The recent shocking leaked news that a 12 year old boy was
accused of sexually assaulting a 9 year boy in Mandurah left
parents at the affected school angry they had not been advised
about what was going and said it felt like a
The reality is that in WA publication of juveniles' names in
relation to criminal proceedings – as either offenders,
victims or witnesses is prohibited by law.
The rationale for protecting the identity of juvenile offenders
is primarily about the impact 'naming and shaming' has on
young offenders' rehabilitation prospects. Other reasons for
maintaining privacy include the detrimental effects that
publication would have on a young offender's siblings and
extended family and the potential to identify child victims.
In an age of prolific social media the stigma associated with
criminal charges or even allegations of criminal behaviour will be
intense and very long lasting - if not permanent.
It is scientifically recognised that a juveniles are more likely
to have lower levels of impulse control give the stage of their
brains' development, and that they have significantly less
ability than adults to foresee the consequences of their actions.
This means that publicly shaming children convicted of crimes is
unlikely to act as a deterrent to either the named offender or
would-be juvenile offenders.
The stigma of being widely known to be a criminal is also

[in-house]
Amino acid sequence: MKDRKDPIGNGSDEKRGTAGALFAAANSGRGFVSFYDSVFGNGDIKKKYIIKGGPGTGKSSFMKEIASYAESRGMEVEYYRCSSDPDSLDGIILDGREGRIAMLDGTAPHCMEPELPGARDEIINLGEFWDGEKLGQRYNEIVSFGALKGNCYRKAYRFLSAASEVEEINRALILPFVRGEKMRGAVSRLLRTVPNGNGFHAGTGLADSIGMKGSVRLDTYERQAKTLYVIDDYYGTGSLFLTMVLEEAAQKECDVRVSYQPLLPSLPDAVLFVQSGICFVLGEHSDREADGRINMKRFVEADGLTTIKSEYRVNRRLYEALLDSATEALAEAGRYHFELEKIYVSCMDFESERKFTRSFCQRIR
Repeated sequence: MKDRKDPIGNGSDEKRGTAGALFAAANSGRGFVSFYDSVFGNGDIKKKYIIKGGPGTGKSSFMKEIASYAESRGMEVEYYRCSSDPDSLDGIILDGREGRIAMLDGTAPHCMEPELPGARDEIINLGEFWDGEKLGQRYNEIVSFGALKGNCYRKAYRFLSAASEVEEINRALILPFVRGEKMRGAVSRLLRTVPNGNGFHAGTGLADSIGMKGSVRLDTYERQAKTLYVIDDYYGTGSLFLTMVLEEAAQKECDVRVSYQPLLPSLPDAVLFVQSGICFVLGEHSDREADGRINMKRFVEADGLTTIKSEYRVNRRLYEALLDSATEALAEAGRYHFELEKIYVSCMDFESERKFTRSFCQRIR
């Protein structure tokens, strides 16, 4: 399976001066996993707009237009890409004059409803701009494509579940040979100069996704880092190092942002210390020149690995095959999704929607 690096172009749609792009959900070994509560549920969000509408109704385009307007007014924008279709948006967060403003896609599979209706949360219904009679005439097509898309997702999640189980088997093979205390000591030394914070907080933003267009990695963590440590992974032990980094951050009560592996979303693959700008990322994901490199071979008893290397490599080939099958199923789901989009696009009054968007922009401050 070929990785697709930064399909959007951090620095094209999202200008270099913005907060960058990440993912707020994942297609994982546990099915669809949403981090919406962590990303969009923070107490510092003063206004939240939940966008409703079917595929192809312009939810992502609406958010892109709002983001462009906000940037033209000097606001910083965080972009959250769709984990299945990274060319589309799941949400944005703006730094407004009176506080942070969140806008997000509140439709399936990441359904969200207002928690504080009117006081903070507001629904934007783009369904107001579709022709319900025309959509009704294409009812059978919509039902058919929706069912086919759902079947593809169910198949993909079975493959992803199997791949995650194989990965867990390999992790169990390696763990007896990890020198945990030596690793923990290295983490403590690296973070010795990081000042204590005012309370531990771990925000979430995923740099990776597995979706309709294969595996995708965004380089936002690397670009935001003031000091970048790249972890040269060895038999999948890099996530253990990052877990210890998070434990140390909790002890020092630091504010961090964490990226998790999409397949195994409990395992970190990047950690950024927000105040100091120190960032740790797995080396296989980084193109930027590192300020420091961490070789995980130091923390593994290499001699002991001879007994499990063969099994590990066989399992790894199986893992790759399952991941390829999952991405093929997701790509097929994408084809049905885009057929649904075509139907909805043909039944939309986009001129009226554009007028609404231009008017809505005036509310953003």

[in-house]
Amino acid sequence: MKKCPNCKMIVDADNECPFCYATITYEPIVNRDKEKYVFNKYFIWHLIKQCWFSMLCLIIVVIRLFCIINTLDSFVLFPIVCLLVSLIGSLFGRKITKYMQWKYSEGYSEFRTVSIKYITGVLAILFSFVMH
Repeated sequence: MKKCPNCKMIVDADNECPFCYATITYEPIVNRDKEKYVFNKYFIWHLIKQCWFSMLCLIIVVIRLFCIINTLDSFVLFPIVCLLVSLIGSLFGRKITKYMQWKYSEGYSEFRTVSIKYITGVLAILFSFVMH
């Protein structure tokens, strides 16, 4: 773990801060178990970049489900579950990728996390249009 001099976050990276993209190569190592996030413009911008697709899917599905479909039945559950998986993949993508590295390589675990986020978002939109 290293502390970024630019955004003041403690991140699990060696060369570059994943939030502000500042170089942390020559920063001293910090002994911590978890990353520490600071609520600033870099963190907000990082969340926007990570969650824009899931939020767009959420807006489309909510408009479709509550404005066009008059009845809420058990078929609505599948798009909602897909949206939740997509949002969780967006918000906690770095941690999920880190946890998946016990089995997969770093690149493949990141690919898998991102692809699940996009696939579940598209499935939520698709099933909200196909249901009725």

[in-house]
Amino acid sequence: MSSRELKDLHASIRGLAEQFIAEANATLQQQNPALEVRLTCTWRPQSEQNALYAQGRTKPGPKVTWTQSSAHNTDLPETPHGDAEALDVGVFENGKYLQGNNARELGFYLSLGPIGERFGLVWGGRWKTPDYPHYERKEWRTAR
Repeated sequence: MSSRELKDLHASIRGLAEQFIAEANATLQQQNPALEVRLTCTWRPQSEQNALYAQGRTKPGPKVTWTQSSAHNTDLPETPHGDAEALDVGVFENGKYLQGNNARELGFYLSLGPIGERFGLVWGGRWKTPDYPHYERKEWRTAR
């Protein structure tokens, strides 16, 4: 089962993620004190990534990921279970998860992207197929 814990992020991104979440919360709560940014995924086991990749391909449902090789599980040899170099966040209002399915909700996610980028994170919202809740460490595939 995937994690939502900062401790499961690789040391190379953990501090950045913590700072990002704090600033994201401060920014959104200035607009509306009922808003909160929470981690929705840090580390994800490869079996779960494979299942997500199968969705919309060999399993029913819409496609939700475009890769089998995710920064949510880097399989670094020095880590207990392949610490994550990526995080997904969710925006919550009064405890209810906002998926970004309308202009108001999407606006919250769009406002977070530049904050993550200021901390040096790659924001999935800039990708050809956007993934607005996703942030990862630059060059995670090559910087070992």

believed to increase recidivism among juveniles. Where young
offenders accept as part of their self identity they are
'criminal', 'deviant' or 'delinquent' it
increases their bonds with criminal subcultures which in turn
increases the likelihood of re-offending.
It is of course important that children accept responsibility
for their criminal actions and the harm they have caused, and it is
right they should experience shame. However studies show that shame
can be directed at promoting rehabilitation and can be harnessed in
a way that assists the child to make a positive contribution to
society for the rest of their lives. A practice known as
're-integrative shaming' is part of many juvenile
While parents at the affected school in Mandurah are right to
seek to protect their children from harm - shunning or shaming the
offender or the victim will not achieve that aim. Naming and
shaming children is unlawful because it is harmful to society as a
whole when juveniles are denied the opportunity to rehabilitate and
recover from their involvement as either offenders or victims of
The content of this article is intended to provide a general
guide to the subject matter. Specialist advice should be sought
about your specific circumstances.
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